As a result of having a significantly smaller population of females, the males of this particular species strive to be exceptional in appearance in order to attract the attention of the opposite sex. They take great pride in appearing superb and making themselves as visually appealing as possible to females.
Introducing the Magnificent Bird of Paradise – a true natural wonder!
Check out this cool post from @birds_cool_insta! It features the greater lophorina, also known as the superb-bird-of-paradise or greater superb bird-of-paradise. This unique species is a member of the Paradisaeidae family and can be found on their island home. The males of this species have striking black feathers with an iridescent green crown that catches the eye. They also have a blue-green breast shield and a long velvety black erectile cape that covers their back. At 26cm long, this bird is one of the most common in their area.
Terrestria.teb’s Instagram post features a female bird in a distinct reddish-brown color with brownish barred buff on her belly. Interestingly, its juvenile members bear a striking resemblance to the female.
The Superb bird of paradise can be found all over Papua New Guinea and is one of the most popular bird species in the country.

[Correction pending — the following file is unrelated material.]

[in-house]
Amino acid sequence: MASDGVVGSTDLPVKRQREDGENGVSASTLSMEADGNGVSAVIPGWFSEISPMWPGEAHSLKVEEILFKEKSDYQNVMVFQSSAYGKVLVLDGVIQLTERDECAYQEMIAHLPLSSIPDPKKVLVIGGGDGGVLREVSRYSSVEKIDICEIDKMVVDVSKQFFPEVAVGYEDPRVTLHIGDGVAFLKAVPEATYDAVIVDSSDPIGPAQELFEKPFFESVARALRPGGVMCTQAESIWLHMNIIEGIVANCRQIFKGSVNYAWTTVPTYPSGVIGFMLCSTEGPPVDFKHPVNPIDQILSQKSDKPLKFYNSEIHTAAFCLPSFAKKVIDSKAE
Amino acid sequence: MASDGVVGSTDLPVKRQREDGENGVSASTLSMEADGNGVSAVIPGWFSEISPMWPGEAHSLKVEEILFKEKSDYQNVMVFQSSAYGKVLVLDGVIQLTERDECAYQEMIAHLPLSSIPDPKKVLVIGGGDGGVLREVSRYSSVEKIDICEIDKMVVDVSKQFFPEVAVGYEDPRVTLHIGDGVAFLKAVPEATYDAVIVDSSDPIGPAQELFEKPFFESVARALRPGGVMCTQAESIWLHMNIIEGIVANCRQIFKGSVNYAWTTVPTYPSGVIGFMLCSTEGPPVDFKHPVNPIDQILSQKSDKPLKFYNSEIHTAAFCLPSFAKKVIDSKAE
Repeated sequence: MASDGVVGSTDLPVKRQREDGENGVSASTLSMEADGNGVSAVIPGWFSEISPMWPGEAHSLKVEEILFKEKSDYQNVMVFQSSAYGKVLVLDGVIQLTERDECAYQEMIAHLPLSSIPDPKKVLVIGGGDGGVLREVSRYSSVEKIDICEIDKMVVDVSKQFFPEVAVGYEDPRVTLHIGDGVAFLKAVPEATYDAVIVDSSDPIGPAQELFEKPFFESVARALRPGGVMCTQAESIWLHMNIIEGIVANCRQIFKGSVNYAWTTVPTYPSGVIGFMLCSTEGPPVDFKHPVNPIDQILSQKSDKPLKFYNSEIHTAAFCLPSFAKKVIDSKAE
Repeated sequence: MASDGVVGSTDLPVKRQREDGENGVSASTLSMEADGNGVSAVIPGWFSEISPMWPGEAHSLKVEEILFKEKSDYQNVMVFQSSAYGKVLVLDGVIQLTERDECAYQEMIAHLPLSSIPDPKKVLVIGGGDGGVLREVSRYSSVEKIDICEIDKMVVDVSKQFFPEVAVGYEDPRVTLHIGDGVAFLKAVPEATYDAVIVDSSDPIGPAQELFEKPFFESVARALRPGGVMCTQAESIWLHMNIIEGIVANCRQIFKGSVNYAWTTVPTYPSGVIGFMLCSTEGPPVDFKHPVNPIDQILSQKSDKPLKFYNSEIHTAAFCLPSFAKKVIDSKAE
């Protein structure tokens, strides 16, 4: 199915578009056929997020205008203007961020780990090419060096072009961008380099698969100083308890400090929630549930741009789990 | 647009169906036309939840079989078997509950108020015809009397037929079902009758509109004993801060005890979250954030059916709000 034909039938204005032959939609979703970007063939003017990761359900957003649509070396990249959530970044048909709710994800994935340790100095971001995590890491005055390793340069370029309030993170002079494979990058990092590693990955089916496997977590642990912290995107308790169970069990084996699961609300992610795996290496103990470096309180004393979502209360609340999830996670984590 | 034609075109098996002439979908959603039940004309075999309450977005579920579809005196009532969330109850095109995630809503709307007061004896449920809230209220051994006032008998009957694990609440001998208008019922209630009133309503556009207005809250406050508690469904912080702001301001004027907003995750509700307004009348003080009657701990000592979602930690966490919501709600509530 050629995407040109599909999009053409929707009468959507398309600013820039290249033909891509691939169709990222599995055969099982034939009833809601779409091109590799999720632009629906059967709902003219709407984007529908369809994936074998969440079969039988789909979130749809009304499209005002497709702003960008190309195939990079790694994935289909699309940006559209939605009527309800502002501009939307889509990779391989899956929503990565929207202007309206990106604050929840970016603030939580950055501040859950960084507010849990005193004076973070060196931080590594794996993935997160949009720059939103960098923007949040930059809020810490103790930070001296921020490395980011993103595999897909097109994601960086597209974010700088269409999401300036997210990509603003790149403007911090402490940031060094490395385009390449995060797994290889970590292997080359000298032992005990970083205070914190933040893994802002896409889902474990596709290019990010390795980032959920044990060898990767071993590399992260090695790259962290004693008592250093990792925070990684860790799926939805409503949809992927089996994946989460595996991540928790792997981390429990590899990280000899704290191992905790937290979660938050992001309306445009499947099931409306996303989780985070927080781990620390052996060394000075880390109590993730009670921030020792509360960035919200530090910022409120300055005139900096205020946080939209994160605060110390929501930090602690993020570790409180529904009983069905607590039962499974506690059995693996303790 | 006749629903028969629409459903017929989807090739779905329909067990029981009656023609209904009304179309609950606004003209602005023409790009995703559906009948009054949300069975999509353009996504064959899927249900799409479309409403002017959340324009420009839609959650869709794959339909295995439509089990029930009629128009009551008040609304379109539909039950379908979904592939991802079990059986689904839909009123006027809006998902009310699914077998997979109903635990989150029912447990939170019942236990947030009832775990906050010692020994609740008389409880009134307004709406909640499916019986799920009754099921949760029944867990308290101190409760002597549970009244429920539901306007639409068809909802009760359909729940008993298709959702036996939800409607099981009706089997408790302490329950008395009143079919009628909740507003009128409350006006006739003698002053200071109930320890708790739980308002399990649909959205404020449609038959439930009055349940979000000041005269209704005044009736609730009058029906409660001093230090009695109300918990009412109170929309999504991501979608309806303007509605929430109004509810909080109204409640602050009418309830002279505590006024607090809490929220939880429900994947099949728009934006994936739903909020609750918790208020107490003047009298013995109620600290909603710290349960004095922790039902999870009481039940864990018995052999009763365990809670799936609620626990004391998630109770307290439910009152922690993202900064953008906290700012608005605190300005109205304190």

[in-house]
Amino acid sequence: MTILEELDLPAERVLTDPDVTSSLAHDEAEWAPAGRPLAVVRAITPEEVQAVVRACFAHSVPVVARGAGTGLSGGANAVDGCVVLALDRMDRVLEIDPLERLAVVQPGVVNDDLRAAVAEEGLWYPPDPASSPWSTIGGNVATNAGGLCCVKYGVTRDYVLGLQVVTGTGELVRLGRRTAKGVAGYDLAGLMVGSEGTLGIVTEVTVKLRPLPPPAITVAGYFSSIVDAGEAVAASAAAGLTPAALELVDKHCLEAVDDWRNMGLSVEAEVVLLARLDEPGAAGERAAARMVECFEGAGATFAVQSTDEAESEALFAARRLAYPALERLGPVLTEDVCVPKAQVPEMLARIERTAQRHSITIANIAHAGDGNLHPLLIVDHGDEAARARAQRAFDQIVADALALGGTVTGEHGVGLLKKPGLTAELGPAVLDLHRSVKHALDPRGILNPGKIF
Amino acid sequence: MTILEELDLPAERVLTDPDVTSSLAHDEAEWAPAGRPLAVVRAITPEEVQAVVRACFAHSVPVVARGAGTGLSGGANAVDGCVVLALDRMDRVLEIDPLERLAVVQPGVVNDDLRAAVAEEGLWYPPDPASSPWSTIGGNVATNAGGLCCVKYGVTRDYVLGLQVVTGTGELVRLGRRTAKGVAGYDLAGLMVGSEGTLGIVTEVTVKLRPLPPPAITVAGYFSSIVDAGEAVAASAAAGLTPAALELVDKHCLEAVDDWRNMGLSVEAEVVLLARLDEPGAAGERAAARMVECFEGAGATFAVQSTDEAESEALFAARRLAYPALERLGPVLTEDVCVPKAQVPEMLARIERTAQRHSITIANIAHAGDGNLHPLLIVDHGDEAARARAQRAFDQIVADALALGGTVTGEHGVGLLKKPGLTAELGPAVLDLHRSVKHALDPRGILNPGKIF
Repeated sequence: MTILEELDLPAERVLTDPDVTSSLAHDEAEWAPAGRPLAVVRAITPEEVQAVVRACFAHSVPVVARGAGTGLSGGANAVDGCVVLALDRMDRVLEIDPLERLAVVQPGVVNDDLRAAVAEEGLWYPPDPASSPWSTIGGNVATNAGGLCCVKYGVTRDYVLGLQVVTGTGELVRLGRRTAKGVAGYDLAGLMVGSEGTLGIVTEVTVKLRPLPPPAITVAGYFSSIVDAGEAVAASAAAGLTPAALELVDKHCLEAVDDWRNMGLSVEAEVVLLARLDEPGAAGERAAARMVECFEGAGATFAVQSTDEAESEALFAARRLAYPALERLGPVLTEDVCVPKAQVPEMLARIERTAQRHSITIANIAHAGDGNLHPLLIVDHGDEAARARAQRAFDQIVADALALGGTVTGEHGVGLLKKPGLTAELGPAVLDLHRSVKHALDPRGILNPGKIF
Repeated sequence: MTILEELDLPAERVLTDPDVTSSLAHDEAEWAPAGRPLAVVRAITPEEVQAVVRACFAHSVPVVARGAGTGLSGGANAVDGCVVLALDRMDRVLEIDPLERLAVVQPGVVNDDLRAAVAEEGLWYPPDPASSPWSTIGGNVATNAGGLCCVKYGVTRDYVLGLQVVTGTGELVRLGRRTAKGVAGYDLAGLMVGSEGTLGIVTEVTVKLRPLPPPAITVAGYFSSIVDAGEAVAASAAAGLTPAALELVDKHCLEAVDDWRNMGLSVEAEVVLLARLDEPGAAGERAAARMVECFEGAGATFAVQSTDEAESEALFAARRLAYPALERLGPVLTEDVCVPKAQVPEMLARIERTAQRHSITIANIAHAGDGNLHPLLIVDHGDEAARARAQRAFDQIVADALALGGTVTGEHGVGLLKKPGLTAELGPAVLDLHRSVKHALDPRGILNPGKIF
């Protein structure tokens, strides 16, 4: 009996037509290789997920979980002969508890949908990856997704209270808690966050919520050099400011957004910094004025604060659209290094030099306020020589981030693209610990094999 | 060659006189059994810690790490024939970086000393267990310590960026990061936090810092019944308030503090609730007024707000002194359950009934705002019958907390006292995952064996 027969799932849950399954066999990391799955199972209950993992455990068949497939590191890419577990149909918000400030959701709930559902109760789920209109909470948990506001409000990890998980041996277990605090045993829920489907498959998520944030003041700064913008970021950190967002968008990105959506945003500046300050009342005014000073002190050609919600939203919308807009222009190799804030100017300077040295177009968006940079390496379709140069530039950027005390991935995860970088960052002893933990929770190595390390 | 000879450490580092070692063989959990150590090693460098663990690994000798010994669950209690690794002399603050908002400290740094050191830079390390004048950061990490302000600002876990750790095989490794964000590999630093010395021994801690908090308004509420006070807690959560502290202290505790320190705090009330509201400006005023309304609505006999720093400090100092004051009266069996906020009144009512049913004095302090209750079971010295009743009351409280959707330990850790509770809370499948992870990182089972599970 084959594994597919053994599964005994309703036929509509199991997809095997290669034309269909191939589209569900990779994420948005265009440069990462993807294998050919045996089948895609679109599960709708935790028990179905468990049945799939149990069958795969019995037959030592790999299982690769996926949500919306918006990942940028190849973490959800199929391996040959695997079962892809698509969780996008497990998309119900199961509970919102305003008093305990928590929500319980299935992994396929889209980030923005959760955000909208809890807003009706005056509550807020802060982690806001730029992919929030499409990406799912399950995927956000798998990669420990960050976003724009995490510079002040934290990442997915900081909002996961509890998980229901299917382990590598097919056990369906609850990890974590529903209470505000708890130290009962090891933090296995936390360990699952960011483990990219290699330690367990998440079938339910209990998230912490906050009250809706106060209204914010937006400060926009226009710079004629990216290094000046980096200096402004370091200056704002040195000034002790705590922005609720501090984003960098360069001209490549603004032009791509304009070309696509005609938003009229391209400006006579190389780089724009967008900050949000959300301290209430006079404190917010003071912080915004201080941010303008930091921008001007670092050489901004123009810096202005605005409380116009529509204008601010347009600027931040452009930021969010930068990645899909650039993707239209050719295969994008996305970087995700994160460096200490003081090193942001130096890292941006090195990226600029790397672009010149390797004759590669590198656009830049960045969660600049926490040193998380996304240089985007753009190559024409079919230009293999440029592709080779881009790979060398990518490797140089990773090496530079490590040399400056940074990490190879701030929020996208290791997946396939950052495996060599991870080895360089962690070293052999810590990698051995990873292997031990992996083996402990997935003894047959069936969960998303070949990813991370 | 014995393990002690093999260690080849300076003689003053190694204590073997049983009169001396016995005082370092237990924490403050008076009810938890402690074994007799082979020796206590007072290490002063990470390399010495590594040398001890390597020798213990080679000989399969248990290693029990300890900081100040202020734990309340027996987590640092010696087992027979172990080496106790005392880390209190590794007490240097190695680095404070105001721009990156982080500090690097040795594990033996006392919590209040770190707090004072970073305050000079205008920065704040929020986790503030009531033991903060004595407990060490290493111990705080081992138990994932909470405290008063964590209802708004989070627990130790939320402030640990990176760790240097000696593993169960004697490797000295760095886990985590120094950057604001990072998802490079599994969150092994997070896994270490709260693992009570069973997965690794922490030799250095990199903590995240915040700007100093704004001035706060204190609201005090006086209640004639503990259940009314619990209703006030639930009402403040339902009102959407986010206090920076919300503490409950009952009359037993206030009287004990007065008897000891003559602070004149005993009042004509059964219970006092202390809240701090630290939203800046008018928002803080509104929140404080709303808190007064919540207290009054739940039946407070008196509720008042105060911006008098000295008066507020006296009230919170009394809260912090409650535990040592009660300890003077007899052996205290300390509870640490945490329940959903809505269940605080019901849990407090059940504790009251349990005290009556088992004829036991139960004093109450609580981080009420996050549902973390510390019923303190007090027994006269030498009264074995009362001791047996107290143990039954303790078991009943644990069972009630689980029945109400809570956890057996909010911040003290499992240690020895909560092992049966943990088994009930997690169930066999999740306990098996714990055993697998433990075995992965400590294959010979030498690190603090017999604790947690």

The male birds in this species have to work extra hard to attract a mate because there aren’t many females around. They put on an impressive and strange display to try and win her over. First, they create a special area to dance, and then they call out to females to come and watch. The male bird will then suddenly transform into a magnificent creature with a beautiful cape and green breast shield, hopping around in frantic circles to show off his best moves. Even with all this effort, there’s still a chance the female might reject him and move on to the next suitor. In fact, she might turn down as many as 15-20 before finally choosing her mate.
Despite being a popular target for plume hunters, the Superb Bird of Paradise remains a prevalent and widely distributed species throughout the forests of New Guinea.